Val Barton expressed concern at the situation concerning heavy metals, and queried whether Safe-Waste was suggesting separation at source. Mr Whaley circulated an additional paper at the meeting (copy in Official Minute Book) and confirmed that separate collection was preferred. Whereas local authorities regarded this as too expensive, he suggested that this would not be the case if the Portagester system were used. Indeed, savings could be made.
Roger Mould queried who the system's potential customers were in the absence of local authority funding. Mr Whaley suggested that this could be the agricultural industry, water companies, breweries, zoos or large food companies. All such potential customers would save money.
The Chair made reference to the scenario in Greater Manchester, where the view had been expressed that such material was only suitable for the top of landfill. Also, substantial composting had been undertaken in Cheshire, where difficulties had been experienced in disposing of it. Mr Whaley suggested that �5/10 per tonne was an inexpensive method of treatment. The Chair queried if such a process was environmentally sound. Shouldn't the material be sent back where it came from rather than it being put back on the land? Mr Whaley made reference to the situation in Peterborough, where land was a metre below sea level. Land mass was actually decreasing, with topsoil being lost due to erosion. There was therefore a need to replace it. There was also a need to recognise that the farming industry was in depression at present. The Chair queried whether Safe-Waste was confirming that so long as there was separation at household level, then it could produce satisfactory material for farmland. Mr Whaley confirmed this statement.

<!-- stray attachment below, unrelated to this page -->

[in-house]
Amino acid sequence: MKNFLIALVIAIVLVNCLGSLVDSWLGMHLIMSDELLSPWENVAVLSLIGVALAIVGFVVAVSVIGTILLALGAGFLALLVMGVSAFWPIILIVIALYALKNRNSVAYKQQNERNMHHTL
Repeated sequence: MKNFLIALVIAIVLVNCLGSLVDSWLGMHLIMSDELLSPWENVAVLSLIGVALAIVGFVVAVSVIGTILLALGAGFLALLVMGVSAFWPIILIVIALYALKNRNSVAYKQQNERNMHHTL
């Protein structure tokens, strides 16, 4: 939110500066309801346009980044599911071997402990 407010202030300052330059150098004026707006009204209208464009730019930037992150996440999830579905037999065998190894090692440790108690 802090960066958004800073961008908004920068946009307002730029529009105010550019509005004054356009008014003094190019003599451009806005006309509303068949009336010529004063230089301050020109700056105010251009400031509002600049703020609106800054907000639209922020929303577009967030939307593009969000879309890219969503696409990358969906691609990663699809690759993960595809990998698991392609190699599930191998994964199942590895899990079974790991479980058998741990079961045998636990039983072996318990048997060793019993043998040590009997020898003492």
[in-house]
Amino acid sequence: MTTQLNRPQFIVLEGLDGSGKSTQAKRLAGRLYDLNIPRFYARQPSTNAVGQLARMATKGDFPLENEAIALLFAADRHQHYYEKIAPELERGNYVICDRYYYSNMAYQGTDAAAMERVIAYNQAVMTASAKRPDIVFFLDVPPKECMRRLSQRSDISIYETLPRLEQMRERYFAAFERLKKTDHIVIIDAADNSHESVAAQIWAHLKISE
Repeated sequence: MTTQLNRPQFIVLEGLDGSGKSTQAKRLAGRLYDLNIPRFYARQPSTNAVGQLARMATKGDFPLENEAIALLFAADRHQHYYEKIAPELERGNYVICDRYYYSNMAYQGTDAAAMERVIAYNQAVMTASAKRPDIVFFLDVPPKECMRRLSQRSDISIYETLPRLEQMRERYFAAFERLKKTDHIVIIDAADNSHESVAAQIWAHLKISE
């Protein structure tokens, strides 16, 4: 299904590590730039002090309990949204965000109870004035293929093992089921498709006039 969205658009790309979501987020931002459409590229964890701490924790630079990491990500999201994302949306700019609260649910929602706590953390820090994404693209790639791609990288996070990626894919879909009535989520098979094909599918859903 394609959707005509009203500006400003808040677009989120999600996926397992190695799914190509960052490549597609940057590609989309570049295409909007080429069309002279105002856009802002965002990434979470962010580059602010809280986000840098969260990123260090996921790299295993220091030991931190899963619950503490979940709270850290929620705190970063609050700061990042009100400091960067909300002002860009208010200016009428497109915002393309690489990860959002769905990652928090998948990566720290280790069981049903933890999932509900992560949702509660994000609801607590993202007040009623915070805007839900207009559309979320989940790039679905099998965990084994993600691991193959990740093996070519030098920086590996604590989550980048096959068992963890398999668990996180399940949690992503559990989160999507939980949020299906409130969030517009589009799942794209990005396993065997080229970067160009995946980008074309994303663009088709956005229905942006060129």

The Chair thanked Mr Whaley and Mr Reynell for their attendance.